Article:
A group of UK, Ukrainian and German academics and engineers are seeking financing for a suborbital horizontal take-off and landing space tourism vehicle, following 16 months of design work.
The Spacefleet consortium's SF-01 vehicle is a 14m (45.9ft)-long, 14m-span titanium lifting-body design carrying two pilots and eight passengers. The rocket glider has a maximum take-off weight of 50,000kg (110,000lb) and would be launched horizontally via a ramp, or vertically, and glide back to a runway landing.
Four 33,700lb-thrust (150kN) turbopump-driven, regeneratively cooled "vortex combustion" engines would power the vehicle for 125s. Each liquid oxygen/liquid hydrogen engine has four combustion chambers separated to maximise safety. Acceleration would peak at 2.4g during ascent, with engine cut-off at 140km (87 miles) altitude and a velocity of 2,250m/s (442,000ft/min) producing an apogee of 340km and 6.5min of weightlessness. Thermal loads on re-entry would be higher than with Virgin Galactic's SpaceShipTwo. Passenger seat costs are notionally €120,000 ($155,000).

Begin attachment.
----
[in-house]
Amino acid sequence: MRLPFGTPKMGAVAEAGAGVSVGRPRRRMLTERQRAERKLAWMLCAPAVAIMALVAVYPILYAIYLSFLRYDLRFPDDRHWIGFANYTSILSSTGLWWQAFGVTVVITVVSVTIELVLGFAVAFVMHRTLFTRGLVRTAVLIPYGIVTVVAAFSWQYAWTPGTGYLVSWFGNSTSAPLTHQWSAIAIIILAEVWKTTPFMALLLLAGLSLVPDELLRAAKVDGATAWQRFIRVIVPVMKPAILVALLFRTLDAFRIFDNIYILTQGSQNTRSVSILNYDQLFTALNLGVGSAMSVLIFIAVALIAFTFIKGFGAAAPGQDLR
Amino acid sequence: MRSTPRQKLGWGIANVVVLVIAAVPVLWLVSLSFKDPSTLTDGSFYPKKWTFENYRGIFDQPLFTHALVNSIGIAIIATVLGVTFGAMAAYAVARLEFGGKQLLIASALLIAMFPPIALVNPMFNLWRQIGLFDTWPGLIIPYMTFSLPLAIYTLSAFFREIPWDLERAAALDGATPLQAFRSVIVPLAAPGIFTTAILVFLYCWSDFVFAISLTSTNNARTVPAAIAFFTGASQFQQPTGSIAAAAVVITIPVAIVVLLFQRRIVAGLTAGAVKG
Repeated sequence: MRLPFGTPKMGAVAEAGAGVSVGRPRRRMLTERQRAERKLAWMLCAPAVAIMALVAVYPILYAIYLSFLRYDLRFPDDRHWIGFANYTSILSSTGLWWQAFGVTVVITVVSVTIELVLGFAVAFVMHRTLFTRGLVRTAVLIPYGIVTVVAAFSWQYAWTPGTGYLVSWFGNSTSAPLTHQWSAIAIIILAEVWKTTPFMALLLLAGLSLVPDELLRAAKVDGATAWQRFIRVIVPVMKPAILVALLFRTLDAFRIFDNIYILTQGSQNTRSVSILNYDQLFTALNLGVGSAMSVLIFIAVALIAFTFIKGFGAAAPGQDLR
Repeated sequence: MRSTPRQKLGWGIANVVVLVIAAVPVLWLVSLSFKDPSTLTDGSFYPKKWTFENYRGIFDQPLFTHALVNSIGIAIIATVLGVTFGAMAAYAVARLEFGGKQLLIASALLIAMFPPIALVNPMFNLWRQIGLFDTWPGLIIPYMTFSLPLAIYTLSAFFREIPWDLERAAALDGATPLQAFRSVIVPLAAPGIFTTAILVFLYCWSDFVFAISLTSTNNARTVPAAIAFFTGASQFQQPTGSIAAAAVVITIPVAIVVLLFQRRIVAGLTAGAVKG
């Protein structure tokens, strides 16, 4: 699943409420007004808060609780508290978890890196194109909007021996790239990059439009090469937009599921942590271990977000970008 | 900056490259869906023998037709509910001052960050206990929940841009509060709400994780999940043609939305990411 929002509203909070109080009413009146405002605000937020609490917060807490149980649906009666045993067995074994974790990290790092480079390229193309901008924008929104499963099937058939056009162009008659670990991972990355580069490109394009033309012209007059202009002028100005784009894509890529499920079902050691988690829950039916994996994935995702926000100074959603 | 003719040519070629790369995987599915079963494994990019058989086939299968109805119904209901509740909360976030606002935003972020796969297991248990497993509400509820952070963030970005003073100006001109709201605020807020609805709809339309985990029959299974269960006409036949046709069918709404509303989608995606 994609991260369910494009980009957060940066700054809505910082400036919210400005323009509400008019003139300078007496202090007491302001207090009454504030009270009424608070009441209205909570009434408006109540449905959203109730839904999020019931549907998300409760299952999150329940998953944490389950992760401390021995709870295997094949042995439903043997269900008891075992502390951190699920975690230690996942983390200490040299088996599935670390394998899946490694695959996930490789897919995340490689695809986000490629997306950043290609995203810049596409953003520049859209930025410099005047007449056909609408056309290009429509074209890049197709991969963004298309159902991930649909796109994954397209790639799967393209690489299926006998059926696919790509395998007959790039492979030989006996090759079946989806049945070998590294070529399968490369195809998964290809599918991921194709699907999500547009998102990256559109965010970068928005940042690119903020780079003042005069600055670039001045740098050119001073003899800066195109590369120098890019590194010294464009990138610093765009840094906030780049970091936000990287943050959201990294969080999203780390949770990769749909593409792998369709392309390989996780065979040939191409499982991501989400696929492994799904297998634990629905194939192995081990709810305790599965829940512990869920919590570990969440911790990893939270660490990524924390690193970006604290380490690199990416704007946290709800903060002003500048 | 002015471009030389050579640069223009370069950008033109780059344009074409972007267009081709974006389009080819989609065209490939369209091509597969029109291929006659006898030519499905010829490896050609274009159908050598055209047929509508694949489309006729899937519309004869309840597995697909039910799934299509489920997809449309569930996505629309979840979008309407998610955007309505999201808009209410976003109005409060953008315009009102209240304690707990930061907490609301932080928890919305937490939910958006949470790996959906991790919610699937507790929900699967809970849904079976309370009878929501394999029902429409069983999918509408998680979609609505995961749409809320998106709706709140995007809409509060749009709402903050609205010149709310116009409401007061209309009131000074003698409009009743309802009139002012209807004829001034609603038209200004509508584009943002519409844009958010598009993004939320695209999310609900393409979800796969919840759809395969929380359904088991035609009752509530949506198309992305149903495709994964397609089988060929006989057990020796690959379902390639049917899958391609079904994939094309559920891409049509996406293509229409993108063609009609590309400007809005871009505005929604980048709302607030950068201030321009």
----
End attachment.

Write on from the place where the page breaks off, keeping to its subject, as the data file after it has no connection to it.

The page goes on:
"With funding, a nine-month study could result in construction plans for a prototype engine by the [Ukrainian] University of Dnepropetrovsk. The aerodynamics of the vehicle are to be determined and refined using windtunnel and computational fluid dynamics studies at the University of Hertfordshire," says Spacefleet managing director Ray Wright, a doctor of chemistry and former UK energy industry manager.
The suborbital SF-01 is designed to carry two pilots and eifgt passengers